the long strip of highway to get there
water on both sides
small shops selling watermelons and fish
ice, ice cubes
and the sun everywhere
Key West seemed to me like a little Venice
with those yellow, pastel colored houses
good luck Rebecca,
From: "deborah russell" <[log in to unmask]>
Sent: Sunday, April 16, 2006 2:27 PM
> Dear Rebecca,
> The "apple trees" line is a reference to poetry - moving away from actual
> apple trees
> to a metaphor for poetry, specifically romantic poems.
> I should probaby rework that somehow.
> I hope you enjoy Keywest. In off season, it is a nice place to get away
> and relax. I spent the better part of one day, in Hemmingway's garden,
> writing. The gardens are nice, the hibiscus were blooming while I was
> Take care and keep well,
>>I can't say if it's what you mean to say, but the poem
>>I still wonder at this line:
>> > What do apple trees mean to you or anyone really?
>>it's a good line, but I wonder why the speaker exempts
>>herself, why she claims some special knowledge that
>>makes her question only 'you or anyone' not herself.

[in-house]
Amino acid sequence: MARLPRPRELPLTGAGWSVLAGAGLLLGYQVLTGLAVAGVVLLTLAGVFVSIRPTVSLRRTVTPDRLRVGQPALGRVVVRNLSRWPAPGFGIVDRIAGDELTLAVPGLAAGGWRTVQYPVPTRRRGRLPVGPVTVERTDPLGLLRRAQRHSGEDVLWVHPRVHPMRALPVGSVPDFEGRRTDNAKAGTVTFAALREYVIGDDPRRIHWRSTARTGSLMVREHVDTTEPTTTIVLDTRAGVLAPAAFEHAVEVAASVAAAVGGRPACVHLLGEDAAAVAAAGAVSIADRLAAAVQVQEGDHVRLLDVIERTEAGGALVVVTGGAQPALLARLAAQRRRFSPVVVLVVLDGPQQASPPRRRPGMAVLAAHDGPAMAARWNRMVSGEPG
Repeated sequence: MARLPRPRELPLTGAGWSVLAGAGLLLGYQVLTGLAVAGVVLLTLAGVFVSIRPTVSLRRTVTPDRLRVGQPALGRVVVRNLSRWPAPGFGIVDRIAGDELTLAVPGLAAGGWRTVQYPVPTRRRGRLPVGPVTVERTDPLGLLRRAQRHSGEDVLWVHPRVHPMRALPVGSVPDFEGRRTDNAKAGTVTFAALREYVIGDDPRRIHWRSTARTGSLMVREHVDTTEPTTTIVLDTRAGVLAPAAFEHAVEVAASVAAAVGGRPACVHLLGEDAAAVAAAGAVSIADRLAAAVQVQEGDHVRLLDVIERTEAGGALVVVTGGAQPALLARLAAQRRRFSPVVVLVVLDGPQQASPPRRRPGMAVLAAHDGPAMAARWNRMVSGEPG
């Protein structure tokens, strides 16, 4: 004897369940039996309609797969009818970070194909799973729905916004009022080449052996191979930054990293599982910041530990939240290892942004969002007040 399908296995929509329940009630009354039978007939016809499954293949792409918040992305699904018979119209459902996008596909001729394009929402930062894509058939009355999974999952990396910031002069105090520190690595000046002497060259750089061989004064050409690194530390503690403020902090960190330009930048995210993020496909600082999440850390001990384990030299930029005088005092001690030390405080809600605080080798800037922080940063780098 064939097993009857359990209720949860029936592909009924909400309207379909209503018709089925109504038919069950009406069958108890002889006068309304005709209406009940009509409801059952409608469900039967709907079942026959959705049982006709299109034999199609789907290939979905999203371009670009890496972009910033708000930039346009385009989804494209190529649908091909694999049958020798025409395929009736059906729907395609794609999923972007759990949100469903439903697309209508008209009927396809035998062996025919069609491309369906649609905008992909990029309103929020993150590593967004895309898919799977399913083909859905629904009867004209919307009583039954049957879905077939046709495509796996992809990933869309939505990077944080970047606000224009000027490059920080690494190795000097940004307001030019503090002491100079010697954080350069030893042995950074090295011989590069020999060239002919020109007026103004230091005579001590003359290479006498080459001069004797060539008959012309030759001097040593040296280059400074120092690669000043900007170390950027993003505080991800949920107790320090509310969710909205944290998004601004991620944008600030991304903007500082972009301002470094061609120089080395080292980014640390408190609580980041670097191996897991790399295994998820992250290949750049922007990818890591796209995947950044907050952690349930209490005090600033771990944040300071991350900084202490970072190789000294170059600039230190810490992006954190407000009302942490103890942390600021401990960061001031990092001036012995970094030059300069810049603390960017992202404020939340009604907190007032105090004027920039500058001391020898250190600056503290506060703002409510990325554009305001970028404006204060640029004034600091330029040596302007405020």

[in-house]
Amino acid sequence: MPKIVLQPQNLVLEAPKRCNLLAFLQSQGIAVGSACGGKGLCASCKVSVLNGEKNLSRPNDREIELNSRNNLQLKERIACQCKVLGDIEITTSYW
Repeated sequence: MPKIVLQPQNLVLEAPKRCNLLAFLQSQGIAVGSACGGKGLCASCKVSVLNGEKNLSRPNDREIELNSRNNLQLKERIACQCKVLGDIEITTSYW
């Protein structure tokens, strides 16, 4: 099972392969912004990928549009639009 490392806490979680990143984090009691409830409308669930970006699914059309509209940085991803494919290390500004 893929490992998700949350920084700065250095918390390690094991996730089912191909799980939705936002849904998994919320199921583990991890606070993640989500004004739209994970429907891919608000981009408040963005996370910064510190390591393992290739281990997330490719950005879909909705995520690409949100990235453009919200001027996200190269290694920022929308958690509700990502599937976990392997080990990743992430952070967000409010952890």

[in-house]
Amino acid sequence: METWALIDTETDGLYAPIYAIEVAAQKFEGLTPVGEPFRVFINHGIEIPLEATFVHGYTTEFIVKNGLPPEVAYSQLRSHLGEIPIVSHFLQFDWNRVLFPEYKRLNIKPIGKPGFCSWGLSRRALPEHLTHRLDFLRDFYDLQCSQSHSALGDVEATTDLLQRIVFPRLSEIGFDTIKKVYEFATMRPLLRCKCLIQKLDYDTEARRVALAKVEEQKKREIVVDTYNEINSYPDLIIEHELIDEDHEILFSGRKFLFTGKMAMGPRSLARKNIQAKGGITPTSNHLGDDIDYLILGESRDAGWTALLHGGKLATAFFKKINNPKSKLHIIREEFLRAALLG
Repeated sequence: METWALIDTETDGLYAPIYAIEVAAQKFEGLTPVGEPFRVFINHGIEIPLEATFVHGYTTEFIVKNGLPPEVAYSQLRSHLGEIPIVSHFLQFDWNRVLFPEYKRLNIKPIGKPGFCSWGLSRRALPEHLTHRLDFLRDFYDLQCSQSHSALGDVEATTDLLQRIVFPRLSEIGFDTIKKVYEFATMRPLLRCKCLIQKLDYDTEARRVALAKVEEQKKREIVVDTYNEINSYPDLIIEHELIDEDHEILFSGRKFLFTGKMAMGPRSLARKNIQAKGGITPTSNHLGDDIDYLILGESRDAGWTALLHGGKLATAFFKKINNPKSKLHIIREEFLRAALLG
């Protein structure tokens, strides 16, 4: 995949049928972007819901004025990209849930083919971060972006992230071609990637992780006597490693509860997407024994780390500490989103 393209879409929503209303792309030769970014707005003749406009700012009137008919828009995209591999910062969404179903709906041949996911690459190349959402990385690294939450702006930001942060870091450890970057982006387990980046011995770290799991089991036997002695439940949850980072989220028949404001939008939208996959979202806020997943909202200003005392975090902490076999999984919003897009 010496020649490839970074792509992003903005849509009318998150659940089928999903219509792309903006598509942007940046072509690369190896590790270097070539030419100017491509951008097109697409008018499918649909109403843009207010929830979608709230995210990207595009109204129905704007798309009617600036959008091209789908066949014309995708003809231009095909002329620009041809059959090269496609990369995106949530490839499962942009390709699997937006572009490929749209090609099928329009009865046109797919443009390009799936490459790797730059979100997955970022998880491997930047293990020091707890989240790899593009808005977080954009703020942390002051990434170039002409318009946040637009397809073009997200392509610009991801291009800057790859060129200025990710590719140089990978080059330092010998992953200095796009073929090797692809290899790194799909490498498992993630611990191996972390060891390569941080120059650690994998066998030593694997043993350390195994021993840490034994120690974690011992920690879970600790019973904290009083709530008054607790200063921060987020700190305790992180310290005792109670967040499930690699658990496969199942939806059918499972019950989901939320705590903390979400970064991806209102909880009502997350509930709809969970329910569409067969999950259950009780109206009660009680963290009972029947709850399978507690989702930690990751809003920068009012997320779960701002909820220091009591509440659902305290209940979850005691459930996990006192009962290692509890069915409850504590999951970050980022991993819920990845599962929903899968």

>> > There is no return to Eden, no end to selfish love
>> > stories
>>this is good, I think, I don't know, I'm going to Key
>>West tomorrow and don't really want to go, in part
>>because there is no return to an Eden that would never
>>be from the beginning, but perhaps the orchids and the
>>mango ice and the cigars and even the salt air in the
>>palms will make me feel that again, as if present.
>>Some things are a torment, and you're lucky I think
>>that it resolves into words, hieroglyphics of exile,
>>birds, and stories, which I can see now, though I
>>couldn't in my first reading, is really central to the
>>poem. And that's nice, too, that feeling that when the
>>speaker is home she dreams of home and when she's home
>>she dreams of a pleasant island of grapefruits and
>>tangerines. So I think this revision has found sort of
>>its main tributary. And this poem, in general, is much
>>a development in your work.